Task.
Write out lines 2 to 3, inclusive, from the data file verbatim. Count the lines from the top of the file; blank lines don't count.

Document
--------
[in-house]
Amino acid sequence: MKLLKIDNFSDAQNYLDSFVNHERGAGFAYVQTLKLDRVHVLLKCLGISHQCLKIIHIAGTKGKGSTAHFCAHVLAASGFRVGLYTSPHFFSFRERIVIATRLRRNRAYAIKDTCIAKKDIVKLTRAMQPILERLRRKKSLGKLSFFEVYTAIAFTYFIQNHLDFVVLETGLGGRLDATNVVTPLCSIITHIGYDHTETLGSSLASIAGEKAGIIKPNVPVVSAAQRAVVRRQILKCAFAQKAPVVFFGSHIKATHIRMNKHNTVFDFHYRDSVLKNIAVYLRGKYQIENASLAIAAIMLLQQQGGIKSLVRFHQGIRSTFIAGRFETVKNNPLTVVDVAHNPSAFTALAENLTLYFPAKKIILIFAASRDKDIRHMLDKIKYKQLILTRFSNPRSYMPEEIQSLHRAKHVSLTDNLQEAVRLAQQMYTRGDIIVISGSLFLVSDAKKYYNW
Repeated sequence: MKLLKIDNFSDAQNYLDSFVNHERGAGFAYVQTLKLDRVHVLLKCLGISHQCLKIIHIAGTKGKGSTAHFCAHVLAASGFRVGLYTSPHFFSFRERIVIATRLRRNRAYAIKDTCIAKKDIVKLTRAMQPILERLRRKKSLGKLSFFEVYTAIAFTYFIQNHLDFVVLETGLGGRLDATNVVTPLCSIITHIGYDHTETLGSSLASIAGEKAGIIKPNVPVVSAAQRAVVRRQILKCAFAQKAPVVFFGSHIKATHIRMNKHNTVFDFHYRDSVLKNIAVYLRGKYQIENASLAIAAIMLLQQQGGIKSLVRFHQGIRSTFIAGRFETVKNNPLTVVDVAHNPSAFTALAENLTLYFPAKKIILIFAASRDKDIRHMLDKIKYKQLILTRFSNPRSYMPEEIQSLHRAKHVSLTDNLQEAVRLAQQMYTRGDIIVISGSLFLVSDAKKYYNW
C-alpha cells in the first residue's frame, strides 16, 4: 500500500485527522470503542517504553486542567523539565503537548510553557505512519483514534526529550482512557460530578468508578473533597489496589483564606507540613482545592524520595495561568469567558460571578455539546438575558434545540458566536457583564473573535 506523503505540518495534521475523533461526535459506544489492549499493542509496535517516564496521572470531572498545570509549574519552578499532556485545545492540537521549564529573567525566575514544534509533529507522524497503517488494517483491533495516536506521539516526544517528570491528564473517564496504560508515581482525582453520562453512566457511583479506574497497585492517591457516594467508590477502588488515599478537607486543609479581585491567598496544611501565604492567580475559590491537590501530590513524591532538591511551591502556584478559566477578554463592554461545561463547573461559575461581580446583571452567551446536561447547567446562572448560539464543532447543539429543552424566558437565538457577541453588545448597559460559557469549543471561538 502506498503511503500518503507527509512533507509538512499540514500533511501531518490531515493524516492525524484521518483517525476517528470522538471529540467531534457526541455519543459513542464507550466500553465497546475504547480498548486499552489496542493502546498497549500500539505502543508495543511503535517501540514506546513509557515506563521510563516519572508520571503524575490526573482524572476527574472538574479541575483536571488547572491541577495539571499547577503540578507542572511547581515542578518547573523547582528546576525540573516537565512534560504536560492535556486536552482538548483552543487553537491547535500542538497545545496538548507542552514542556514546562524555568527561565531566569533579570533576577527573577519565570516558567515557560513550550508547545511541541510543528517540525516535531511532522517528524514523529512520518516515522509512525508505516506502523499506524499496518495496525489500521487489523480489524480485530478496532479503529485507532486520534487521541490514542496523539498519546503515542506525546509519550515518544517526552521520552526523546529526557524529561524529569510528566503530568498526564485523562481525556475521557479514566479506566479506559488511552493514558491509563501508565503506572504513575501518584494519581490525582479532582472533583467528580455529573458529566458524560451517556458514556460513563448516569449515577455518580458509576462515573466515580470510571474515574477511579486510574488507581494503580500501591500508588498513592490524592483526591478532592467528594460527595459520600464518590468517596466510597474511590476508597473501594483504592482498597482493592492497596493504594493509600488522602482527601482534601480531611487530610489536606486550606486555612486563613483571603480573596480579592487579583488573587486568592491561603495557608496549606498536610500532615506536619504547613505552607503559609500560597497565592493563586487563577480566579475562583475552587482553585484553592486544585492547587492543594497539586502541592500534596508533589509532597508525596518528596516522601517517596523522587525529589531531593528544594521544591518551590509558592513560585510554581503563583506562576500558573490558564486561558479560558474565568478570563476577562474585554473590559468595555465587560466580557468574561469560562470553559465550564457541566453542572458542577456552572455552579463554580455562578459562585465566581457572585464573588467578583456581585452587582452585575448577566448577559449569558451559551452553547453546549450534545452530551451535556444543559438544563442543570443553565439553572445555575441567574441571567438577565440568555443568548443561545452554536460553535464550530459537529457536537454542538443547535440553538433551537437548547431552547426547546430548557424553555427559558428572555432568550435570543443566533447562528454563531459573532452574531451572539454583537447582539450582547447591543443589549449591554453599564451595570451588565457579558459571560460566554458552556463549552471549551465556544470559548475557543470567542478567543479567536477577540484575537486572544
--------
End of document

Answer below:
Amino acid sequence: MKLLKIDNFSDAQNYLDSFVNHERGAGFAYVQTLKLDRVHVLLKCLGISHQCLKIIHIAGTKGKGSTAHFCAHVLAASGFRVGLYTSPHFFSFRERIVIATRLRRNRAYAIKDTCIAKKDIVKLTRAMQPILERLRRKKSLGKLSFFEVYTAIAFTYFIQNHLDFVVLETGLGGRLDATNVVTPLCSIITHIGYDHTETLGSSLASIAGEKAGIIKPNVPVVSAAQRAVVRRQILKCAFAQKAPVVFFGSHIKATHIRMNKHNTVFDFHYRDSVLKNIAVYLRGKYQIENASLAIAAIMLLQQQGGIKSLVRFHQGIRSTFIAGRFETVKNNPLTVVDVAHNPSAFTALAENLTLYFPAKKIILIFAASRDKDIRHMLDKIKYKQLILTRFSNPRSYMPEEIQSLHRAKHVSLTDNLQEAVRLAQQMYTRGDIIVISGSLFLVSDAKKYYNW
Repeated sequence: MKLLKIDNFSDAQNYLDSFVNHERGAGFAYVQTLKLDRVHVLLKCLGISHQCLKIIHIAGTKGKGSTAHFCAHVLAASGFRVGLYTSPHFFSFRERIVIATRLRRNRAYAIKDTCIAKKDIVKLTRAMQPILERLRRKKSLGKLSFFEVYTAIAFTYFIQNHLDFVVLETGLGGRLDATNVVTPLCSIITHIGYDHTETLGSSLASIAGEKAGIIKPNVPVVSAAQRAVVRRQILKCAFAQKAPVVFFGSHIKATHIRMNKHNTVFDFHYRDSVLKNIAVYLRGKYQIENASLAIAAIMLLQQQGGIKSLVRFHQGIRSTFIAGRFETVKNNPLTVVDVAHNPSAFTALAENLTLYFPAKKIILIFAASRDKDIRHMLDKIKYKQLILTRFSNPRSYMPEEIQSLHRAKHVSLTDNLQEAVRLAQQMYTRGDIIVISGSLFLVSDAKKYYNW